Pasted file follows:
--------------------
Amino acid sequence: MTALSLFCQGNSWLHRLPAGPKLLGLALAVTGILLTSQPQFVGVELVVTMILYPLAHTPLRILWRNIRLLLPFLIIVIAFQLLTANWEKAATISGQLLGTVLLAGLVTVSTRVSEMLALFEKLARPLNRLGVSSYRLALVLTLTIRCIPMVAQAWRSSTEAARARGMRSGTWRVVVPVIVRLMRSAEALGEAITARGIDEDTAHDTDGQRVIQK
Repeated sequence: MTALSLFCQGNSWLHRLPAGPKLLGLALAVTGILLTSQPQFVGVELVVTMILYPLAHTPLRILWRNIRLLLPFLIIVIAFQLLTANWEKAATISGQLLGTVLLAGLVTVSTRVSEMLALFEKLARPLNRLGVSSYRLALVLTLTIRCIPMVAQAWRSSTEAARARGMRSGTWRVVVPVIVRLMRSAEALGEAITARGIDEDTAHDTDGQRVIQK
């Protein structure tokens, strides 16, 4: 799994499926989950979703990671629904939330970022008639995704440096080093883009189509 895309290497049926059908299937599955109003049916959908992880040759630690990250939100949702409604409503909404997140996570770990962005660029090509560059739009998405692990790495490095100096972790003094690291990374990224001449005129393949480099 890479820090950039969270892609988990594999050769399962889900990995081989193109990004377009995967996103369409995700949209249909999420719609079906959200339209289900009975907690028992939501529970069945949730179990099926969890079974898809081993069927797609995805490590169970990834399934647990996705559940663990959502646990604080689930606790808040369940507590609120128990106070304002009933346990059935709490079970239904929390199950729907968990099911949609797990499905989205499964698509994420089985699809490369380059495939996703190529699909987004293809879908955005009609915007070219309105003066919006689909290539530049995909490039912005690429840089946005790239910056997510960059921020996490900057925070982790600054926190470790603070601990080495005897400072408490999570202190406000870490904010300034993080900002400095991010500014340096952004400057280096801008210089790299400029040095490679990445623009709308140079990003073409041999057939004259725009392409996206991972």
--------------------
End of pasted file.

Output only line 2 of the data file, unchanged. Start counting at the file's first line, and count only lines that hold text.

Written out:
Repeated sequence: MTALSLFCQGNSWLHRLPAGPKLLGLALAVTGILLTSQPQFVGVELVVTMILYPLAHTPLRILWRNIRLLLPFLIIVIAFQLLTANWEKAATISGQLLGTVLLAGLVTVSTRVSEMLALFEKLARPLNRLGVSSYRLALVLTLTIRCIPMVAQAWRSSTEAARARGMRSGTWRVVVPVIVRLMRSAEALGEAITARGIDEDTAHDTDGQRVIQK